“Whatever may have been their destiny – and it has been bitter – whatever it may be in future, their country must ever be one of the most interesting on the globe; and perhaps their language only requires to be more studied… It is a rich language… If the Scriptures are rightly understood, it was in Armenia that Paradise was placed. It was in Armenia that the flood first abated, and the dove alighted.”
A week ago, I was informed by a friend that physical copies of the Armenian Weekly were available at the Charles E. Young Research Library at the University of California, Los Angeles. I was blown away at the collection, poring over stacks and stacks of newspapers, thumbing through the days of alarmed headlines and of celebratory blue skies. Flipping through decades within seconds, I was in awe of the very idea that what graced a frontpage in the 1980s is all but an anniversary we celebrate in our community now. And yet, despite its bittersweet nature, that is the mark of extraordinary journalism, which is what the Armenian Weekly has been delivering for years, preceded by the Hairenik Weekly, the longest-running Armenian-language newspaper in the world.
I even found myself amused at the transformation of the nameplate’s typeface over the years, feeling nothing but a deep reverence toward the up-to-date design choices that are at the present an endearing sign of the times. It was an emotional experience – viewing the vintage design elements – because it evoked a kind of nostalgia and longing for a time I hadn’t known, yet simultaneously know so well. My sentimentality came to a halt for a moment when I recognized how far the newspaper had come. Could you even imagine explaining to the writers from years ago that their work would be available online for everyone to read? Or even explaining the concept of a “digital archive”? I could only assume how shocked they would be. Shocked, but proud. We as a journalistic community have built upon their indestructible legacy and have carried the torch as an open and honest band of writers, editors and artists, serving as the watchdogs of the Armenian community by standing up for what is good and true – persistently.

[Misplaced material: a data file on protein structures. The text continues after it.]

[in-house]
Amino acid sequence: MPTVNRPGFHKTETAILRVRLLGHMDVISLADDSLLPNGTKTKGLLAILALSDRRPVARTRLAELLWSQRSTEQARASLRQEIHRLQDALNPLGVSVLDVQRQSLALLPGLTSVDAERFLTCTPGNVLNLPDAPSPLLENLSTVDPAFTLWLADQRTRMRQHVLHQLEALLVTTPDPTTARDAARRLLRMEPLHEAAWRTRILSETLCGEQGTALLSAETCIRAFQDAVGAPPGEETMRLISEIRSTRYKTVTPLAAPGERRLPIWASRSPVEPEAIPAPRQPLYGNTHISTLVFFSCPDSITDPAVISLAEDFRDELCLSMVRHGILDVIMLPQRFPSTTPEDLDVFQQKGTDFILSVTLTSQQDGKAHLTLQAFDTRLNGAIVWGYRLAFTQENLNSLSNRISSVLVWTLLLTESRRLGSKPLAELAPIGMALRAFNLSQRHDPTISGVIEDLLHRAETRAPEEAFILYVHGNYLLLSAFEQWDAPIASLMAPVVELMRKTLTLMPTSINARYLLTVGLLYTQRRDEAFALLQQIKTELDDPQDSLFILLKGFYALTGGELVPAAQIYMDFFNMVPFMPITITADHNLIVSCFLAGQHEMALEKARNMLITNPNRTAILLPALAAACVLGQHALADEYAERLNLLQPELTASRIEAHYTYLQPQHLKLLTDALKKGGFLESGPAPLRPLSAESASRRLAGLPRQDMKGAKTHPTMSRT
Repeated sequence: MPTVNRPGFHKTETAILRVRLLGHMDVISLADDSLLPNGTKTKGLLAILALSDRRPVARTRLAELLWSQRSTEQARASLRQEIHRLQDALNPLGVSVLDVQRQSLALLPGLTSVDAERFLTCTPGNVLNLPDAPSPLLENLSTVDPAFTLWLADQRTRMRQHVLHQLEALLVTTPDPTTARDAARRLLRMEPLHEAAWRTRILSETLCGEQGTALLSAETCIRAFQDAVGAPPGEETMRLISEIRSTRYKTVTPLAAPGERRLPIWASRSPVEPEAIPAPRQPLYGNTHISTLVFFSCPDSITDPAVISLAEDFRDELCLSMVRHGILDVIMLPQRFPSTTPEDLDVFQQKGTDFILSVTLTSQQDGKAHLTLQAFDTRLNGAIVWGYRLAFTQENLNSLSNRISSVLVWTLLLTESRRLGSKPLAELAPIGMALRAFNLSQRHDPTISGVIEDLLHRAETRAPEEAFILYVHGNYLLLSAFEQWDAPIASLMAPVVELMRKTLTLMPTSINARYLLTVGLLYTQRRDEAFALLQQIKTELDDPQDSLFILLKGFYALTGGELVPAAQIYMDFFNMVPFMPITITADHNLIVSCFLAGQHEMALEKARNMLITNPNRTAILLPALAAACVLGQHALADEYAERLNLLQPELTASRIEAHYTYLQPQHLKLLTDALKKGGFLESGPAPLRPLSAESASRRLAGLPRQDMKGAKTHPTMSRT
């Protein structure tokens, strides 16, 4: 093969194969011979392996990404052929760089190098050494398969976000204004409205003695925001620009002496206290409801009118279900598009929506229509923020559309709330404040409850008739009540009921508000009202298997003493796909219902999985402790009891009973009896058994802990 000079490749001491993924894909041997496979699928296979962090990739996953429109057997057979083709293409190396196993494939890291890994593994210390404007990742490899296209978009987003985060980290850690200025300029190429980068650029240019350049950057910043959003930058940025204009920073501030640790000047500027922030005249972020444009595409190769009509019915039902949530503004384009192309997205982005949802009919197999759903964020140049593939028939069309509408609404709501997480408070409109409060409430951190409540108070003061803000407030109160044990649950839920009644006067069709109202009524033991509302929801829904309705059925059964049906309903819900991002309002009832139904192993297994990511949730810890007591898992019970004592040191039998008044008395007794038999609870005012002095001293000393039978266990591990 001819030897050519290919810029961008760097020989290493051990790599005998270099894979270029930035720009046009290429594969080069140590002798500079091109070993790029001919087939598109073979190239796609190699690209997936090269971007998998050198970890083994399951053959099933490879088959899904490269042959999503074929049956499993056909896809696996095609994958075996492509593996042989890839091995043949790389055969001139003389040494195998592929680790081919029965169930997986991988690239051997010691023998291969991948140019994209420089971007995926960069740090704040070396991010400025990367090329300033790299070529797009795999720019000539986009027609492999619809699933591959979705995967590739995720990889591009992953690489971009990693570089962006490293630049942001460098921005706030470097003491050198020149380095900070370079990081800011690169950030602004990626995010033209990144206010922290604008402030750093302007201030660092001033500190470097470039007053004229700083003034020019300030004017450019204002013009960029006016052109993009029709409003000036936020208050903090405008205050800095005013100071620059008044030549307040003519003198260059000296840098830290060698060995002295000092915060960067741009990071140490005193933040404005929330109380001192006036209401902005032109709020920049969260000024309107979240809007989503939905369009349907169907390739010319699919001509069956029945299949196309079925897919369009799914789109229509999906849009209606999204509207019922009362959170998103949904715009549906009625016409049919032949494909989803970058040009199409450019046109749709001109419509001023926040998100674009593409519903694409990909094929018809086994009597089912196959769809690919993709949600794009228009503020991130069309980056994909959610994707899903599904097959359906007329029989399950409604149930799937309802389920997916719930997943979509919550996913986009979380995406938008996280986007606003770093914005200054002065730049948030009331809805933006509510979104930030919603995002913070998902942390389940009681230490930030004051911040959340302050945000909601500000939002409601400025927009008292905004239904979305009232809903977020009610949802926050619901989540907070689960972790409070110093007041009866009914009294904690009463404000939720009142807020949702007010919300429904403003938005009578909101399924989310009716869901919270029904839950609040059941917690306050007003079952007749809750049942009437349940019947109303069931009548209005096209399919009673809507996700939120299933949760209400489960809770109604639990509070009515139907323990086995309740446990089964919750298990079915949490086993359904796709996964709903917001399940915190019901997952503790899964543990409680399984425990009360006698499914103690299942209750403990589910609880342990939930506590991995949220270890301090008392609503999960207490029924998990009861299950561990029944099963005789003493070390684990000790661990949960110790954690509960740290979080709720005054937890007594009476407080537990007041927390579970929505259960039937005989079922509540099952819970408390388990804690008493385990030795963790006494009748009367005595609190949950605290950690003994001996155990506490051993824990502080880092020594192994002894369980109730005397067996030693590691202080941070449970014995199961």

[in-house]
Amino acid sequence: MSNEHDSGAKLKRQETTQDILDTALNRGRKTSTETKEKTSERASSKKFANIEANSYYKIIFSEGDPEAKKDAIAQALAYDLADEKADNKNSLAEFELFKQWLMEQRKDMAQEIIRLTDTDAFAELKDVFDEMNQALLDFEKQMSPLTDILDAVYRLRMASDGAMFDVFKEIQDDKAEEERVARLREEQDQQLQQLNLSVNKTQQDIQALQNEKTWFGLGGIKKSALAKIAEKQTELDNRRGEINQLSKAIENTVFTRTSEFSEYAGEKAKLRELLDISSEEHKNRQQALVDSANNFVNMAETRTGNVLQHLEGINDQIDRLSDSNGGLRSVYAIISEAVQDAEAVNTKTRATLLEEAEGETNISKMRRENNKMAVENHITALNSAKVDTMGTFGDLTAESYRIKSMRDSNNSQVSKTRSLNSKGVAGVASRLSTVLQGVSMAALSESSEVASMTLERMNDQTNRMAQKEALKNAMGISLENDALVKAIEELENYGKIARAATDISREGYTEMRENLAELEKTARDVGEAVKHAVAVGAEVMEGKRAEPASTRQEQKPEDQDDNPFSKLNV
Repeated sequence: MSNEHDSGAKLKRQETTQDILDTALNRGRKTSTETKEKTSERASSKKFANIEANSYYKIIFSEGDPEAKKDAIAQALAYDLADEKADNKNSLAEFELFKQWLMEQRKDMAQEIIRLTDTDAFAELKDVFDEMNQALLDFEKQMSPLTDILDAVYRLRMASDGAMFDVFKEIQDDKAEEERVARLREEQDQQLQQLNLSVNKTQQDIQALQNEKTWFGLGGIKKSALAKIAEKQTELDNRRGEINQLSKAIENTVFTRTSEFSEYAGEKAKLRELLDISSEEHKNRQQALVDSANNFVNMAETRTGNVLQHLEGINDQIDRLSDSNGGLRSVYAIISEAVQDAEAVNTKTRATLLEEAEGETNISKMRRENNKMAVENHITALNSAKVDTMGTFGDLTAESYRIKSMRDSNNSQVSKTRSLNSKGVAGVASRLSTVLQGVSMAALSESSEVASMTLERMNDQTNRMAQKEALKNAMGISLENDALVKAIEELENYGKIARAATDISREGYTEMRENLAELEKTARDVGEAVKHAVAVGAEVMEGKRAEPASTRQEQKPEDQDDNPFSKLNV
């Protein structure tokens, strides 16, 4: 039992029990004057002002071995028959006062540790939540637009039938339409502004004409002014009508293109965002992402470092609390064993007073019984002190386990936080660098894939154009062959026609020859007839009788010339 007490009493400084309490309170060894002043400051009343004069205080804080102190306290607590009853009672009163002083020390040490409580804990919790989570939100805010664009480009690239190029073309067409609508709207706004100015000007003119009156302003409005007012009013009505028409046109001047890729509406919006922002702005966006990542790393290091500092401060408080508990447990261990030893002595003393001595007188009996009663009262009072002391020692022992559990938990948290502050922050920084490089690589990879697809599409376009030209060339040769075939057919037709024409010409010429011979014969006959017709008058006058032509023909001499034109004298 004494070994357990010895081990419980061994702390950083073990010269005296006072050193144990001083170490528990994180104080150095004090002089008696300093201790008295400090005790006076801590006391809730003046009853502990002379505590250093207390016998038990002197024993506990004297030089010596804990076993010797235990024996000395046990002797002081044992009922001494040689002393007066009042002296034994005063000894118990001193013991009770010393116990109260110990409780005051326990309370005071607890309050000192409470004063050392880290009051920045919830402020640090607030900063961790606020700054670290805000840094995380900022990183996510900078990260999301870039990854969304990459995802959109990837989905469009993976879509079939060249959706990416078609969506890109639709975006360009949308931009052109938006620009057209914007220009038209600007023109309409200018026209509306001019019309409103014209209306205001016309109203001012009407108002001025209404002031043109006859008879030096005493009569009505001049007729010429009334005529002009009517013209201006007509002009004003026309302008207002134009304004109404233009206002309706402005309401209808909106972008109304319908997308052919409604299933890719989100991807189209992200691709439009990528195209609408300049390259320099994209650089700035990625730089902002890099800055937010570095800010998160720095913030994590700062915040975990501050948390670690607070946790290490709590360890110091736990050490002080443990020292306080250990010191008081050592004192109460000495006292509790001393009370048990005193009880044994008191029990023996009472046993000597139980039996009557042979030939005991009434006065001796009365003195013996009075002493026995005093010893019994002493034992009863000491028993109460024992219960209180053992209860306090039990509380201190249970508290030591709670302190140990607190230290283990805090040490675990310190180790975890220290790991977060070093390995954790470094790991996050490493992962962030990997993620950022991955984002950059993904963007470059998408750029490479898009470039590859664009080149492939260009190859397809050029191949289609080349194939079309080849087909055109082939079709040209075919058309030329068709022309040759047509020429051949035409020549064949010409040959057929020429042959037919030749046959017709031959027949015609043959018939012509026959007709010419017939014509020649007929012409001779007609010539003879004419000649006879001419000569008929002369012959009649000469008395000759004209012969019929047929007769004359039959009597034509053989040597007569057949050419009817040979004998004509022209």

I feel honored to be part of a newspaper that has opened its doors for Armenian journalists from around the globe. I cannot even fathom the responsibility of writing for a newspaper that once had the great William Saroyan adorning its pages. I stepped back and gazed at the physical representation of Armenian history sitting in front of me and found myself contemplating the future of print journalism in an increasingly digital world. Though many signs may point to the contrary, print is not dead, and quite frankly, because of the work of Armenian newspapers like the one you’re reading now, it never will be.
I can only attribute this to two “nevers.” First, print media will never disappear. No matter the changes in our modern age, people will always trust the print more than its chronically online counterpart. Second, what is Armenian will never die. As a people, we have an unbelievable pattern of keeping our culture extant. I don’t think anything inspires me more than the persistence of a people that have been set out to be destroyed. When you get a medium that refuses to die and a group of people who refuse to die, the result of those two components coming together is an Armenian newspaper.
Ever since I started writing for the Weekly, I have found myself connected to my culture on a level I had never imagined. I have always been a spirited Armenian. I attended Armenian school my entire life. I am an active member of the AYF “Musa Ler” Chapter. I am a member of my college’s Armenian Students Association. The list goes on. Yet, nothing has made me identify with my people as much as this newspaper. That is the power of journalism. That is the power of the Armenian Weekly, which is why it is of utmost importance to support Armenian print journalism. Keep reading. Keep sharing. Keep supporting Armenian cultural endeavors.